Day Four: Serially Lost
Today’s Prompt: Write about a loss: something (or someone) that was part of your life, and isn’t any more.This doesn’t need to be a depressing exercise; you can write about that time you lost the three-legged race at a picnic. What’s important is reflecting on this experience and what it meant for you — how it felt, why it happened, and what changed because of it.
Today’s twist: Make today’s post the first in a three-post series.
Our blogs are often made of standalone posts, but using them to take readers on longer journeys is an immersive experience for them — and you. It allows you to think bigger and go deeper into an idea, while using a hook that keeps readers coming back.
15 min writing exercise.
It is said that children learn about loss through the life cycle of keeping an animal. I have some very clear memories of experiencing loss through these situctions when I was very young. When my mum and dad split, my dad, sister and I moved in with my nana (my dad’s mum). During that time we had several animals. My first memory is very vague about a black cat called, Sooty. My sister and I used to dress him up in her dolls clothes and push him a round in her pram…I think he ran away, but after I recently asked my sister about this, we are now not too sure if the truth was that Sotty had passed away.
One day my dad brought back a load of goldfish, by the next morning all but one of the goldfish had died. We were told that the last goldfish left had killed off all the other fish, so we called him Tarzan! Tarzan lived for years, on one occasion he had jumped out of bowl, but we popped him back in and he carried on living. I think he lived for a good 8 or 10 years.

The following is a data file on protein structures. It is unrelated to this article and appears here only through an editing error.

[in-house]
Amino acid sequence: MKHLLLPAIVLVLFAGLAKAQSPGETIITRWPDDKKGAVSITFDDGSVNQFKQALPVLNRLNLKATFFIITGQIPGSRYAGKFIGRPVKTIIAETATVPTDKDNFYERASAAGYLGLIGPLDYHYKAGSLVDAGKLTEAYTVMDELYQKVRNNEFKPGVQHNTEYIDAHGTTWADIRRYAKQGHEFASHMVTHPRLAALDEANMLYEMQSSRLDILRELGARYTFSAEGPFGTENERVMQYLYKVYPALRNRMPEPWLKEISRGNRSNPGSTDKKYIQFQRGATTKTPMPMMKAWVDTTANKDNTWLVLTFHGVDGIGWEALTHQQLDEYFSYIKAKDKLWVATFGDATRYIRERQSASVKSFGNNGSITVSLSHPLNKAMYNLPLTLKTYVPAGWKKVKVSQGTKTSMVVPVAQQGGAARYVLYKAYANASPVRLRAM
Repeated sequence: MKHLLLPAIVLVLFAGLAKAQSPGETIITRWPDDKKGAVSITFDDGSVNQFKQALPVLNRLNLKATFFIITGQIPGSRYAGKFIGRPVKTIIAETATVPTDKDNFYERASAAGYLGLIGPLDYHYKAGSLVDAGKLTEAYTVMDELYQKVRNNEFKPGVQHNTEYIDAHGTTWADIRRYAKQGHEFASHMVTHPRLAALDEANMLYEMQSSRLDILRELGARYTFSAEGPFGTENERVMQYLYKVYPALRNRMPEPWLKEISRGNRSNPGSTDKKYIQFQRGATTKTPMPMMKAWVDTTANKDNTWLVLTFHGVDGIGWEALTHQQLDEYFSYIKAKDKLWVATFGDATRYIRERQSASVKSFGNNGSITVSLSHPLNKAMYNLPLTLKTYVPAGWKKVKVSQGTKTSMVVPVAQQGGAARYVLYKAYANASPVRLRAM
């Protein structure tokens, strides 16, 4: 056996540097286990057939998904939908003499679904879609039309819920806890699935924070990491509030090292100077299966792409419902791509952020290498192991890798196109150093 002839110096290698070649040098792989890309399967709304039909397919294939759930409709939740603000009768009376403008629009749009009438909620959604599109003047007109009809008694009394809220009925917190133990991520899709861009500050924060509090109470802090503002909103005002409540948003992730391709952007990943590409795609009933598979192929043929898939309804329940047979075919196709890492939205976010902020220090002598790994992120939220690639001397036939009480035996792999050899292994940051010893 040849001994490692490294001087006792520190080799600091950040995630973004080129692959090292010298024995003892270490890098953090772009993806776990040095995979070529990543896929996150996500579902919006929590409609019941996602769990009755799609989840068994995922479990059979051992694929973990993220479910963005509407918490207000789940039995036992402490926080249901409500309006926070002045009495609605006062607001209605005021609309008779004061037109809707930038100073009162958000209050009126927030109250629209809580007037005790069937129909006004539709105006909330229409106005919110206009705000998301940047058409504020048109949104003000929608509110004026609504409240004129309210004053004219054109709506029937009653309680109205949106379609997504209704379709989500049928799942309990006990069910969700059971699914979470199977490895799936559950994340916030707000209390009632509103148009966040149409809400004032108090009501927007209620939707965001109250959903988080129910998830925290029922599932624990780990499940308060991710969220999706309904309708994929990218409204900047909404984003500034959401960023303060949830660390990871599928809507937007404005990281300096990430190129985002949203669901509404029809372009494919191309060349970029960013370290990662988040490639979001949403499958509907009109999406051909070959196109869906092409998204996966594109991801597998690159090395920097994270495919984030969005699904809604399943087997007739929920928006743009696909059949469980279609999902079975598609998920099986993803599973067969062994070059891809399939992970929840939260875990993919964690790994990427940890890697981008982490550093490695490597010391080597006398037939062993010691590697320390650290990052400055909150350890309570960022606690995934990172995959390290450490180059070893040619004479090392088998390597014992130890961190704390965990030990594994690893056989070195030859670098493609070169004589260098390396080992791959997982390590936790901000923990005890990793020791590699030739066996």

My Nana also kept budgerigars. One morning (when I was still very young) I came down to find the budgie (I think it was called Kimi, come to think of it, I think all of my nana’s budgies were called Kimi) laying on the bottom of the cage. I ran upstairs and told my nana and sister that the budgie was asleep on the floor of its cage and wouldn’t wake up. That was to be my first clear memory of loss.
A much more gruesome memory of loss come from another memory around the same time. I think my dad had bought two rabbits, one male one female ands built a single hunch for them both. In no time the pair were mating like…rabbits!
Not long after a whole batch of baby rabbits were born. To this day I don’t understand why a hole was in the floor of the hutch my dad had made (lazy dad!) was left with a hole was small enough for one of the baby rabbits to full through, but not bigger enough for its head. Remember that famous bunny boiling moment in the film Fatal Attraction when there’s lots of screaming and dramatic music? That’s how I the scene plays out in my head when I ran down to see my rabbits only to find one of the bunnies hung to death.
My Nana (who had lived through two World Wars and already bought up her two children on her own, wasn’t s fazed by the sight and just dug a hole and told me to bung the dead rabbit in the hole! I’m not sure if my memory has expanded on that situation, but I’m sure that scene happened more then once!
So, that’s my first blog on loss. It’s no wonder my favourite writing genre is horror!